The Pulse – Nov. 7, 2014

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    This weekend, Matthew McConaughey will head into outer space on a quest to save mankind. The new mega sci fi movie directed by Christopher Nolan is called Interstellar. The protagonist? A farmer-slash-astronaut tasked with finding a hospitable planet since Earth no longer fits that category. Well, we think we’ve got a better story from the far reaches of the solar system. Todd Bookman reports on NASA’s mission to bring home a few fast-moving particles of space dust.

    Doesn’t it seem like we JUST got through the ACA enrollment period? Well, guess what, a year has gone by, and it’s time for round two. Open enrollment for Obamacare begins again on Nov. 15. Elana Gordon has this preview of what’s in store.

    Health officials say not enough children are getting the shot that protects them from the Human papillomavirus. To push those numbers up, the government has invested lots of dollars in vaccine-education campaigns and public service announcements, but a new study from the University of Pennsylvania questions if improving knowledge among parents and kids actually works to improve vaccination rates.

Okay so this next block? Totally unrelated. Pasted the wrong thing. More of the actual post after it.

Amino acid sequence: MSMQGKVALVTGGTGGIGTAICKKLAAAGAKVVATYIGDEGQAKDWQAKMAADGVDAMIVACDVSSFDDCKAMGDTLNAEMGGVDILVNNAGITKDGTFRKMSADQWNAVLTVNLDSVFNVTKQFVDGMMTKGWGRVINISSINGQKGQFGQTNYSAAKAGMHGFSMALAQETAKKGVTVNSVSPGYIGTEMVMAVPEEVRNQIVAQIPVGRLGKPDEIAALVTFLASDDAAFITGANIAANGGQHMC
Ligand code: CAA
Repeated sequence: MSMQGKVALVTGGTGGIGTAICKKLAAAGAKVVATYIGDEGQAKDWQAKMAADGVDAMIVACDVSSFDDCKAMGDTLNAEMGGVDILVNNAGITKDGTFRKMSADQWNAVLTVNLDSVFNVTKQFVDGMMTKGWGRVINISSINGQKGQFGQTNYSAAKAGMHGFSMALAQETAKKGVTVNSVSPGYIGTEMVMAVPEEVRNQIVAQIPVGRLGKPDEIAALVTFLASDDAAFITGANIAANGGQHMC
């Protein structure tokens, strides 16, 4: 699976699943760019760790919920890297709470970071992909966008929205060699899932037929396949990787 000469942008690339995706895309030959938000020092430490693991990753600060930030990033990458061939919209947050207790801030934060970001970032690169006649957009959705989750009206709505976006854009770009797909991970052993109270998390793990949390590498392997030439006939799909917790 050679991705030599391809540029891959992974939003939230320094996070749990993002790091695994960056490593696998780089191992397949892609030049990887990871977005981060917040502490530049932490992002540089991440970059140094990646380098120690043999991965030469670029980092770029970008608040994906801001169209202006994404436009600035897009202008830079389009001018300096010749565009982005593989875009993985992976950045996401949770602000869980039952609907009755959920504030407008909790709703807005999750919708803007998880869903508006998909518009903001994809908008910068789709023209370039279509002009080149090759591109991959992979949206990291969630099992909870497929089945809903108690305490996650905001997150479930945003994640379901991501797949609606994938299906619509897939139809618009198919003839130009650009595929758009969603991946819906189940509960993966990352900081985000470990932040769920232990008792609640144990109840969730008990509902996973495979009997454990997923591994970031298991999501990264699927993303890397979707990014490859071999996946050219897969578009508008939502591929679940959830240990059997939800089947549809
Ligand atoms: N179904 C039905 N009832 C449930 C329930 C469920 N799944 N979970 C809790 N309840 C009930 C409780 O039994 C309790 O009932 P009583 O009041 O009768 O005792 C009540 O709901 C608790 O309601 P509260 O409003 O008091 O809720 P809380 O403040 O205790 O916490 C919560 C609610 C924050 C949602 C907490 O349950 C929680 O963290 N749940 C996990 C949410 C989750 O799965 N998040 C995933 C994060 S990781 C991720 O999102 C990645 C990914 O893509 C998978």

This week’s report by the Intergovernmental Panel on Climate Change warns that without substantial and sustained reductions in greenhouse gases, risks to people and ecosystems would be severe.   Among other things, the report advises policy makers to encourage the growth of forests and trees that absorb carbon. StateImpact Pennsylvania¹s Susan Phillips takes us into the woods with a Pennsylvania landowner who is on a mission to heal her forest.

    In light of Veterans Day next week, we talk to two healthcare professionals who have taken several volunteer trips to Southwestern Germany over the years to help treat wounded soldiers at Landstuhl Regional Medical Center. 

    Also on the show, using art to cope with obsessive compulsive disorder and addiction, the implications of the midterm elections on health and environmental policies and a look at “fearbola,” the word dubbed to represent the fear of a virus that seems to be spreading faster than Ebola itself.

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